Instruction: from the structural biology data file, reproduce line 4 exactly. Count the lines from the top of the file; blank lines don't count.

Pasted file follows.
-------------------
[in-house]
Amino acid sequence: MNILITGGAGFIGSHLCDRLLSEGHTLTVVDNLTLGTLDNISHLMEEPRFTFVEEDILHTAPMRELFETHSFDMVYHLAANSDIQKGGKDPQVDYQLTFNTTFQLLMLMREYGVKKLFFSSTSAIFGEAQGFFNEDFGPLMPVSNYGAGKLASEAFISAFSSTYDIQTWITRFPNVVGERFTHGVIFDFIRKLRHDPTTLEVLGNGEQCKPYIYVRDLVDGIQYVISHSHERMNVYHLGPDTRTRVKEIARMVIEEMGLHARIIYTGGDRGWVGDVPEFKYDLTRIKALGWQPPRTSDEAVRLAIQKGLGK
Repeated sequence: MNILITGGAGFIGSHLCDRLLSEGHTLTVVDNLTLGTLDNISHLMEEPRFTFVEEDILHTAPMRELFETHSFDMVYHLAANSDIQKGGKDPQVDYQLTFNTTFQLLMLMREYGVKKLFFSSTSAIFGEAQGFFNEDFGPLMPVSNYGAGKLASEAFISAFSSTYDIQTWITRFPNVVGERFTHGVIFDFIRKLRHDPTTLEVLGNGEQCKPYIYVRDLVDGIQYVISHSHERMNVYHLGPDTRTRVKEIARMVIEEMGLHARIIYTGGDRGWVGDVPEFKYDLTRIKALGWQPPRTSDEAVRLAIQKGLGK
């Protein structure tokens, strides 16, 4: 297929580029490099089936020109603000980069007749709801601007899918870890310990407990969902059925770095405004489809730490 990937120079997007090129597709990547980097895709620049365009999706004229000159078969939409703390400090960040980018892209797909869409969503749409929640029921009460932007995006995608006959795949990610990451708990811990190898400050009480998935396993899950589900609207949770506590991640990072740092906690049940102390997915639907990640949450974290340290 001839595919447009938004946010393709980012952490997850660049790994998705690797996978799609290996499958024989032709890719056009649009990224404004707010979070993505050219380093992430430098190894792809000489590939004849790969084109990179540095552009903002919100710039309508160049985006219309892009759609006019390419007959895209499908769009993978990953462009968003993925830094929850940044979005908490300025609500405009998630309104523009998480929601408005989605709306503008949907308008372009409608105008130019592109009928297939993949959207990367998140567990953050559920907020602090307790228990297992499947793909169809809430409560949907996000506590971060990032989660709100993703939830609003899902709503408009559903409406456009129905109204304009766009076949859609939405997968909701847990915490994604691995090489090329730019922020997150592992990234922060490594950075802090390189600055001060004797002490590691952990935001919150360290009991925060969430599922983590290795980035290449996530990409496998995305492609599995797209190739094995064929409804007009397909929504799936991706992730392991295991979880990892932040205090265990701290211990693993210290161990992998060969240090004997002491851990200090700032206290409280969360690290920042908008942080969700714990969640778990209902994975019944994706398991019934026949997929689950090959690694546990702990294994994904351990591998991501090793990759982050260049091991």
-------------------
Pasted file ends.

């Protein structure tokens, strides 16, 4: 297929580029490099089936020109603000980069007749709801601007899918870890310990407990969902059925770095405004489809730490 990937120079997007090129597709990547980097895709620049365009999706004229000159078969939409703390400090960040980018892209797909869409969503749409929640029921009460932007995006995608006959795949990610990451708990811990190898400050009480998935396993899950589900609207949770506590991640990072740092906690049940102390997915639907990640949450974290340290 001839595919447009938004946010393709980012952490997850660049790994998705690797996978799609290996499958024989032709890719056009649009990224404004707010979070993505050219380093992430430098190894792809000489590939004849790969084109990179540095552009903002919100710039309508160049985006219309892009759609006019390419007959895209499908769009993978990953462009968003993925830094929850940044979005908490300025609500405009998630309104523009998480929601408005989605709306503008949907308008372009409608105008130019592109009928297939993949959207990367998140567990953050559920907020602090307790228990297992499947793909169809809430409560949907996000506590971060990032989660709100993703939830609003899902709503408009559903409406456009129905109204304009766009076949859609939405997968909701847990915490994604691995090489090329730019922020997150592992990234922060490594950075802090390189600055001060004797002490590691952990935001919150360290009991925060969430599922983590290795980035290449996530990409496998995305492609599995797209190739094995064929409804007009397909929504799936991706992730392991295991979880990892932040205090265990701290211990693993210290161990992998060969240090004997002491851990200090700032206290409280969360690290920042908008942080969700714990969640778990209902994975019944994706398991019934026949997929689950090959690694546990702990294994994904351990591998991501090793990759982050260049091991």